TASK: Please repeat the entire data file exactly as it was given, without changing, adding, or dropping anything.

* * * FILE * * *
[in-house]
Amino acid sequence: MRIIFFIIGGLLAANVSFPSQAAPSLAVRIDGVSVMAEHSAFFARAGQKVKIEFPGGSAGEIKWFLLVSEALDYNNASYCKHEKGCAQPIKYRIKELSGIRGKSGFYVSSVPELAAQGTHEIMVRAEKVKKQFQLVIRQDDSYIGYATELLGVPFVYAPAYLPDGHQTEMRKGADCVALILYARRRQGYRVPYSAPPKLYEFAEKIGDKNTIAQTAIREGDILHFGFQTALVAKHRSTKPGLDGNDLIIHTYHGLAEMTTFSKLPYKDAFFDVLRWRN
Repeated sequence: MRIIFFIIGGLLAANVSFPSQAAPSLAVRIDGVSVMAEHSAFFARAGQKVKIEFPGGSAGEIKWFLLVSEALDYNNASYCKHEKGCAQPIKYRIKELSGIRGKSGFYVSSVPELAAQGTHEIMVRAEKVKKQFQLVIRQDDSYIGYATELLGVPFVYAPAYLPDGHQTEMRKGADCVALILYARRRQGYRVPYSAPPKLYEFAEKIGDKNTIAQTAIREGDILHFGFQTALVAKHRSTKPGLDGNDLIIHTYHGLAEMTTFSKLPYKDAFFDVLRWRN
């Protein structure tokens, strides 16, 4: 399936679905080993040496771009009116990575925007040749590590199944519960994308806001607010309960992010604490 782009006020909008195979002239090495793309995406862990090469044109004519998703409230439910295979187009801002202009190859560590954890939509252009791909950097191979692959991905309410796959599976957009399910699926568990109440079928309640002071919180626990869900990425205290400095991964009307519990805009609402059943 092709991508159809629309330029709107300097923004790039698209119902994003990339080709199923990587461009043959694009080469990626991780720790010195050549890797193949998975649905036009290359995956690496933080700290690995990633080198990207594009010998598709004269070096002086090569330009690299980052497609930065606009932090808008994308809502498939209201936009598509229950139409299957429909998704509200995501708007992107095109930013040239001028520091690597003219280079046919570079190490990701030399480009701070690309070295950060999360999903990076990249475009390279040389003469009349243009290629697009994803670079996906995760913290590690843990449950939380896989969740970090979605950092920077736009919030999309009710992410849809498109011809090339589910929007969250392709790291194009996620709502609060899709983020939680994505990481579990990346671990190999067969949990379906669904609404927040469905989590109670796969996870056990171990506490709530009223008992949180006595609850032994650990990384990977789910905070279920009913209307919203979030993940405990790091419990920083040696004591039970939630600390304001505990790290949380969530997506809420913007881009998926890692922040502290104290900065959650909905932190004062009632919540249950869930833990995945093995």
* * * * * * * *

[in-house]
Amino acid sequence: MRIIFFIIGGLLAANVSFPSQAAPSLAVRIDGVSVMAEHSAFFARAGQKVKIEFPGGSAGEIKWFLLVSEALDYNNASYCKHEKGCAQPIKYRIKELSGIRGKSGFYVSSVPELAAQGTHEIMVRAEKVKKQFQLVIRQDDSYIGYATELLGVPFVYAPAYLPDGHQTEMRKGADCVALILYARRRQGYRVPYSAPPKLYEFAEKIGDKNTIAQTAIREGDILHFGFQTALVAKHRSTKPGLDGNDLIIHTYHGLAEMTTFSKLPYKDAFFDVLRWRN
Repeated sequence: MRIIFFIIGGLLAANVSFPSQAAPSLAVRIDGVSVMAEHSAFFARAGQKVKIEFPGGSAGEIKWFLLVSEALDYNNASYCKHEKGCAQPIKYRIKELSGIRGKSGFYVSSVPELAAQGTHEIMVRAEKVKKQFQLVIRQDDSYIGYATELLGVPFVYAPAYLPDGHQTEMRKGADCVALILYARRRQGYRVPYSAPPKLYEFAEKIGDKNTIAQTAIREGDILHFGFQTALVAKHRSTKPGLDGNDLIIHTYHGLAEMTTFSKLPYKDAFFDVLRWRN
């Protein structure tokens, strides 16, 4: 399936679905080993040496771009009116990575925007040749590590199944519960994308806001607010309960992010604490 782009006020909008195979002239090495793309995406862990090469044109004519998703409230439910295979187009801002202009190859560590954890939509252009791909950097191979692959991905309410796959599976957009399910699926568990109440079928309640002071919180626990869900990425205290400095991964009307519990805009609402059943 092709991508159809629309330029709107300097923004790039698209119902994003990339080709199923990587461009043959694009080469990626991780720790010195050549890797193949998975649905036009290359995956690496933080700290690995990633080198990207594009010998598709004269070096002086090569330009690299980052497609930065606009932090808008994308809502498939209201936009598509229950139409299957429909998704509200995501708007992107095109930013040239001028520091690597003219280079046919570079190490990701030399480009701070690309070295950060999360999903990076990249475009390279040389003469009349243009290629697009994803670079996906995760913290590690843990449950939380896989969740970090979605950092920077736009919030999309009710992410849809498109011809090339589910929007969250392709790291194009996620709502609060899709983020939680994505990481579990990346671990190999067969949990379906669904609404927040469905989590109670796969996870056990171990506490709530009223008992949180006595609850032994650990990384990977789910905070279920009913209307919203979030993940405990790091419990920083040696004591039970939630600390304001505990790290949380969530997506809420913007881009998926890692922040502290104290900065959650909905932190004062009632919540249950869930833990995945093995």